Quilting, Beading and Embroidery by Maria Parsons

Quilting, Beading and Embroidery by Maria Parsons

Maria Parsons, MA Graduate Collection 2011.

The leap from concept to realised design can be one of the most difficult for student designers. Some students try to make entire labour intensive collections by themselves, and can feel frustrated that they do not have the specialist expertise, or the time, required to complete the work as they had envisioned. For others the learning curve is in how best to communicate their work so that a professional can help to construct their garments, make their fabric or embellish their designs.

In the images above and below, there are examples of the work of Maria Parsons, who recently completed her Masters Graduate collection “Back to Mystery City” at Kolding School of Design in Denmark. In the interview below, she shares with us details of her process and construction techniques, including the story of how she travelled to India for two weeks to produce her garments.

It is also worth viewing the Tumblr (Back to Mystery City»she has created that tracks the progress of the collection. It is interesting to see the progression from the images that inspired her, through toiles, colour swatches, patterns, threads, beads, workshop images and finally into the finished garments.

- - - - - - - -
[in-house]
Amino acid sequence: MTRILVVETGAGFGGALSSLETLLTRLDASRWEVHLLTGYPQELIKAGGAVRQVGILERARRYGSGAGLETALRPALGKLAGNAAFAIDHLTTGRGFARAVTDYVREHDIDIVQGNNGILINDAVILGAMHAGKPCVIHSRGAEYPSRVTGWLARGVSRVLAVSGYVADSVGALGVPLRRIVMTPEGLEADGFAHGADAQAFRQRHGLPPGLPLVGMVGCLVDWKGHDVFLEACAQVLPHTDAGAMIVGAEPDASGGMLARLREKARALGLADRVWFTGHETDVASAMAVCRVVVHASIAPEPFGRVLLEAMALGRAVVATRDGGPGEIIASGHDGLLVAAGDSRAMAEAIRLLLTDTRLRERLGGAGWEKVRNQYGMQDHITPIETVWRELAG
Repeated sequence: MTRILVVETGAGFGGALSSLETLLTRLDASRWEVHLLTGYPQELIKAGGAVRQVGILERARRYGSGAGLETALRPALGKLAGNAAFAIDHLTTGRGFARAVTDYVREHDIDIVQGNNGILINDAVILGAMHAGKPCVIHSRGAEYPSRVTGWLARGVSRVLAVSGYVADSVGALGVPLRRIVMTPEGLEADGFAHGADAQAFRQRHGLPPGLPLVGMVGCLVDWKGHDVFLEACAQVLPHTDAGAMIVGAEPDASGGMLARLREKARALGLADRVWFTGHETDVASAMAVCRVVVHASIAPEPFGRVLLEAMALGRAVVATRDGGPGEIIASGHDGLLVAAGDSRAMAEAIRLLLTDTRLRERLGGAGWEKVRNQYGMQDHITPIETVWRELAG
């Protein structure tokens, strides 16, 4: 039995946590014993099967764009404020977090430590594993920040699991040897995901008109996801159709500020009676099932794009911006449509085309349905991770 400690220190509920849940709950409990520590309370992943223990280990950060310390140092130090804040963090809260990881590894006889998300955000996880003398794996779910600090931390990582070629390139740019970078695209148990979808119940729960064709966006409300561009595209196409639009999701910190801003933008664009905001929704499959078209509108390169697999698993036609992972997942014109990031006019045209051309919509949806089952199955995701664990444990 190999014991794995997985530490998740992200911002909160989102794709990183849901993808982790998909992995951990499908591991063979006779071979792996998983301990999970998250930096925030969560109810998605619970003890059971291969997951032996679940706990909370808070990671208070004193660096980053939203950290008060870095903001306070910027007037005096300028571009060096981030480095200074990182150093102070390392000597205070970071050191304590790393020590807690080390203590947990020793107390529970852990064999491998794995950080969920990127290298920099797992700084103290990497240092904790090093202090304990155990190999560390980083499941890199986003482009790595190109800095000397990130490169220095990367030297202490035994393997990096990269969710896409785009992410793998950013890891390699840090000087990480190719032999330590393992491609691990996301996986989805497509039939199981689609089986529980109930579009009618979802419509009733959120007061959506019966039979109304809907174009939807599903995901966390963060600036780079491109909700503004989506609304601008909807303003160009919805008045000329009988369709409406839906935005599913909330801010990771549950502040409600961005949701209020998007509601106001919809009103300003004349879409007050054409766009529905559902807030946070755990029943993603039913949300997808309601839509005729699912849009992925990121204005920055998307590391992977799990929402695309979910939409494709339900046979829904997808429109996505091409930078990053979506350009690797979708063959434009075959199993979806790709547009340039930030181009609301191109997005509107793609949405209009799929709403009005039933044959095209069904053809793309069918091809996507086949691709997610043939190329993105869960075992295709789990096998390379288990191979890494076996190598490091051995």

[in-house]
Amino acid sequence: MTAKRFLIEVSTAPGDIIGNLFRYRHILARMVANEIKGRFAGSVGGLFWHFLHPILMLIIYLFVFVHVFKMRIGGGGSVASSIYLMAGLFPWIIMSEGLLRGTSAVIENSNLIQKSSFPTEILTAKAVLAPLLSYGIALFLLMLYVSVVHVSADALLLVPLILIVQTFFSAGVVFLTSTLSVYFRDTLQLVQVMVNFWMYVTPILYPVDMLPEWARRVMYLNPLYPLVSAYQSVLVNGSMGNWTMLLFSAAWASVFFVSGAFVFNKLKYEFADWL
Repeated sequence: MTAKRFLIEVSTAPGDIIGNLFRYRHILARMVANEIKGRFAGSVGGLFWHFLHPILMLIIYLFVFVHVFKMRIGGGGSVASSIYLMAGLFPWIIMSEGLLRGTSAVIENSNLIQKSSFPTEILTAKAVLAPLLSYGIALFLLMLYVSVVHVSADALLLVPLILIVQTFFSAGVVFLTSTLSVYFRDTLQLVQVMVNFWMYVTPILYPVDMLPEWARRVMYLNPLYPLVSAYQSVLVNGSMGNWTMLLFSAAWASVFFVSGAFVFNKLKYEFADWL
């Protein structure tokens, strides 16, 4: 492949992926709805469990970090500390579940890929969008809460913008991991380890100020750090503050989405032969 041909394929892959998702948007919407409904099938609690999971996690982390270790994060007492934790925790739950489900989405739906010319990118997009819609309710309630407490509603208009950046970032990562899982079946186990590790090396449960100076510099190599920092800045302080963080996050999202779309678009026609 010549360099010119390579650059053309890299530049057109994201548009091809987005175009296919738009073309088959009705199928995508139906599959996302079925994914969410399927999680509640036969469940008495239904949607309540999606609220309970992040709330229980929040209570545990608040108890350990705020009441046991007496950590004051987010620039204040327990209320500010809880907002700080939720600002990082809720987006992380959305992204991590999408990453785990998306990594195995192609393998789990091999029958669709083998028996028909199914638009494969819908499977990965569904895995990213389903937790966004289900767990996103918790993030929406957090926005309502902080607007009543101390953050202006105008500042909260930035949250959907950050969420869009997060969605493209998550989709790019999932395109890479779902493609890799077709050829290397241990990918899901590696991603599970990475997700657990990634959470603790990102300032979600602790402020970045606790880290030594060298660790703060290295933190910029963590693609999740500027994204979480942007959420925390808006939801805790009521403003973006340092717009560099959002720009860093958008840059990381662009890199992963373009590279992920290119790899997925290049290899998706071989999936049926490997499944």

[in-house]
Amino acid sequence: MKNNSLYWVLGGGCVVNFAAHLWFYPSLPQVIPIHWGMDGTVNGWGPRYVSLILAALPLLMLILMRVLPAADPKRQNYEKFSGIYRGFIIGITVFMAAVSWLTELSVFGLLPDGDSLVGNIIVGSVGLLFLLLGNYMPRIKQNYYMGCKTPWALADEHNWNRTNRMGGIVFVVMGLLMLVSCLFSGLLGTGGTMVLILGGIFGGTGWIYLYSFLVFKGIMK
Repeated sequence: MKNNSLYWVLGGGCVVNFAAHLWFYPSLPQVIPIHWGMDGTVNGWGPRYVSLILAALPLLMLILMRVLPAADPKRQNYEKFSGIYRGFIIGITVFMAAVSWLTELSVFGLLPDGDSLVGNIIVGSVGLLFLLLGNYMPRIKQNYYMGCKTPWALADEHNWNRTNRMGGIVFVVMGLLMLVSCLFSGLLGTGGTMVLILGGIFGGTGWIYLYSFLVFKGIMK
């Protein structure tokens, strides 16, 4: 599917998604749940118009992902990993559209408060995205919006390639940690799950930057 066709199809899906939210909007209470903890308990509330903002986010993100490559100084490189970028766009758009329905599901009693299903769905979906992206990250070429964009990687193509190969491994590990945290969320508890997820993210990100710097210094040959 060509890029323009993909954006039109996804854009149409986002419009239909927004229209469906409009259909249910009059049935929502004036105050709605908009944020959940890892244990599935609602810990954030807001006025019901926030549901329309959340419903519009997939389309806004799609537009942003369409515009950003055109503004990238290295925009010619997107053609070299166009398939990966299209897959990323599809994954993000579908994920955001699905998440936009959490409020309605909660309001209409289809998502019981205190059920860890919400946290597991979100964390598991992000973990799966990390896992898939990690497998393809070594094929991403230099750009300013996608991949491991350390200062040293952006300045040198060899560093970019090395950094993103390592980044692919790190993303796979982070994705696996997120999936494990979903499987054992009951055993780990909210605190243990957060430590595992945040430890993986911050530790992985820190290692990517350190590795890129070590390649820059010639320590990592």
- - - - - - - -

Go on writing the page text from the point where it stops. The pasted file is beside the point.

CC: Can you describe your process for creating the pieces that are made from multiple panels? For example do you use any specific quilting techniques, do you prefer to create the designs by flat pattern making or by draping on a mannequin?

MP: The striped dress was made in a very ‘traditional’ quilting technique. We cut the different materials up in long strips (without measuring them in width, so that they are all different from each other). Then we sewed them all together after which we padded the whole thing. The dress is one big piece and is only sewn together in the sides and sleeves.

My approach to pattern making is very conceptual, meaning that I stay very true to the shapes that I choose to work with. For this collection I worked with geometrical shapes so that all the patterns/styles are two dimensional when laid down flat. The draped effect of the styles occur when they are worn on the body.

CC: What do you use to inspire your colour pallettes and fabric choices?

MP: I was inspired by an illustration on a metal tray. I worked in a very conceptual way which means that all the colours and shapes are taken directly from the illustration. The fabric choices were all about creating contrasts. Shiny textiles up against wooly ones or metallic materials together with furniture textiles. I love textiles that are ‘over the top’ and a bit too much. They challenge me as a designer.

CC: Can you explain what the small metallic gold rectangles are made out of and how you have attached them? Were these premade that you sourced from someone or were they a trim that you designed yourself?

MP: The metallic gold pieces/rectangles are made out of brass. They are a trim that I designed myself and had made while I was in India. I had a tiny hole drilled in them and attached a small ring and my team hand sewed them on two items in the collection (the blue dress and the black pants). I also had pendants made in brass for all the zippers. These were all cut out by hand.